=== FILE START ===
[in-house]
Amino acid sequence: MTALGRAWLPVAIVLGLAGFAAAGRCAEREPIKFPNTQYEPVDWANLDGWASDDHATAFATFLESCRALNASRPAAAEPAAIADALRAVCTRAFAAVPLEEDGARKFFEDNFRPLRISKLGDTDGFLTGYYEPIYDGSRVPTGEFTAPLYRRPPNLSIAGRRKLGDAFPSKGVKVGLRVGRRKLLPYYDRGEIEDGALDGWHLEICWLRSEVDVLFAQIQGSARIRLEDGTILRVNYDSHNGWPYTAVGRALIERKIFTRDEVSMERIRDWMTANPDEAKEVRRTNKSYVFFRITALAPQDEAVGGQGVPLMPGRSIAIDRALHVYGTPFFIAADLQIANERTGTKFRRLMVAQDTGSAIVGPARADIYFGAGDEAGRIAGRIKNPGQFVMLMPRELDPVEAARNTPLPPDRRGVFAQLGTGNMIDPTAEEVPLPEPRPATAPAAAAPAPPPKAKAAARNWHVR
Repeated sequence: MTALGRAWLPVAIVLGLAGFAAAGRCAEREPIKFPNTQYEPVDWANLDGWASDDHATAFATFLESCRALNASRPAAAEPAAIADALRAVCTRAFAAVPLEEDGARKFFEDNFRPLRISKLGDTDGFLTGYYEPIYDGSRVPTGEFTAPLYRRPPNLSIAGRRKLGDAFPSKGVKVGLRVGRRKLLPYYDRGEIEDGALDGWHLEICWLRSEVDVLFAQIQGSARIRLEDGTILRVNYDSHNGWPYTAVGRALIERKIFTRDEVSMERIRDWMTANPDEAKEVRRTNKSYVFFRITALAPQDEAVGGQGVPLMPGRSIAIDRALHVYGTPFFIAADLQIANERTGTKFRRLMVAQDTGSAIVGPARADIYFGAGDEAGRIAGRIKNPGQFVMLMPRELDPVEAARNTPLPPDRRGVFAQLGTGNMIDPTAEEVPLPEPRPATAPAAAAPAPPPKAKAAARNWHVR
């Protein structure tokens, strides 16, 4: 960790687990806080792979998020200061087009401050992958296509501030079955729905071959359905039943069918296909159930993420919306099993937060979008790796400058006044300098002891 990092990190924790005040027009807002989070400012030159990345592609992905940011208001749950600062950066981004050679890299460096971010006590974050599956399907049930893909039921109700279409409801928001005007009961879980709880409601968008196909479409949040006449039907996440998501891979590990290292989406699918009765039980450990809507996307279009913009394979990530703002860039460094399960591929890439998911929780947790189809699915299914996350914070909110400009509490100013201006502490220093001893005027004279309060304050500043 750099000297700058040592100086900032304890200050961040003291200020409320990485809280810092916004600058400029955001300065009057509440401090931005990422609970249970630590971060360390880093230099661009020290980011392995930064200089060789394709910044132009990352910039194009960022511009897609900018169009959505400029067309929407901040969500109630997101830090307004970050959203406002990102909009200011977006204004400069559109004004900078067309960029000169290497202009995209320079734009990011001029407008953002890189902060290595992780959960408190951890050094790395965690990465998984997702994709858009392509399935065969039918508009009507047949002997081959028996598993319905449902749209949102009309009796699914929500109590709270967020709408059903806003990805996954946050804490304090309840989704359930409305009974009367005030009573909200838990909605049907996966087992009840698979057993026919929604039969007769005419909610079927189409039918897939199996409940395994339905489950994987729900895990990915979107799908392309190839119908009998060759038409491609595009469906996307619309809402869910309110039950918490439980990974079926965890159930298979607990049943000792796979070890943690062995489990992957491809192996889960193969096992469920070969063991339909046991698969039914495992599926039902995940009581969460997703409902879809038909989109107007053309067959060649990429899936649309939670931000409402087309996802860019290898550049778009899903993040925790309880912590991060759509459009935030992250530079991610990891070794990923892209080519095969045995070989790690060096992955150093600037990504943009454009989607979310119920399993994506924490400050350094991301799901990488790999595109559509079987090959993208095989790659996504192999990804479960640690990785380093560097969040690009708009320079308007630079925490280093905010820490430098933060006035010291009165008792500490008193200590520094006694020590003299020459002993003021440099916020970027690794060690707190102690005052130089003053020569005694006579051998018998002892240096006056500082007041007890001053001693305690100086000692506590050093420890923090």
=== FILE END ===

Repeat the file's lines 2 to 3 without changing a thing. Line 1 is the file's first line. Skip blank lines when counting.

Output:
Amino acid sequence: MTALGRAWLPVAIVLGLAGFAAAGRCAEREPIKFPNTQYEPVDWANLDGWASDDHATAFATFLESCRALNASRPAAAEPAAIADALRAVCTRAFAAVPLEEDGARKFFEDNFRPLRISKLGDTDGFLTGYYEPIYDGSRVPTGEFTAPLYRRPPNLSIAGRRKLGDAFPSKGVKVGLRVGRRKLLPYYDRGEIEDGALDGWHLEICWLRSEVDVLFAQIQGSARIRLEDGTILRVNYDSHNGWPYTAVGRALIERKIFTRDEVSMERIRDWMTANPDEAKEVRRTNKSYVFFRITALAPQDEAVGGQGVPLMPGRSIAIDRALHVYGTPFFIAADLQIANERTGTKFRRLMVAQDTGSAIVGPARADIYFGAGDEAGRIAGRIKNPGQFVMLMPRELDPVEAARNTPLPPDRRGVFAQLGTGNMIDPTAEEVPLPEPRPATAPAAAAPAPPPKAKAAARNWHVR
Repeated sequence: MTALGRAWLPVAIVLGLAGFAAAGRCAEREPIKFPNTQYEPVDWANLDGWASDDHATAFATFLESCRALNASRPAAAEPAAIADALRAVCTRAFAAVPLEEDGARKFFEDNFRPLRISKLGDTDGFLTGYYEPIYDGSRVPTGEFTAPLYRRPPNLSIAGRRKLGDAFPSKGVKVGLRVGRRKLLPYYDRGEIEDGALDGWHLEICWLRSEVDVLFAQIQGSARIRLEDGTILRVNYDSHNGWPYTAVGRALIERKIFTRDEVSMERIRDWMTANPDEAKEVRRTNKSYVFFRITALAPQDEAVGGQGVPLMPGRSIAIDRALHVYGTPFFIAADLQIANERTGTKFRRLMVAQDTGSAIVGPARADIYFGAGDEAGRIAGRIKNPGQFVMLMPRELDPVEAARNTPLPPDRRGVFAQLGTGNMIDPTAEEVPLPEPRPATAPAAAAPAPPPKAKAAARNWHVR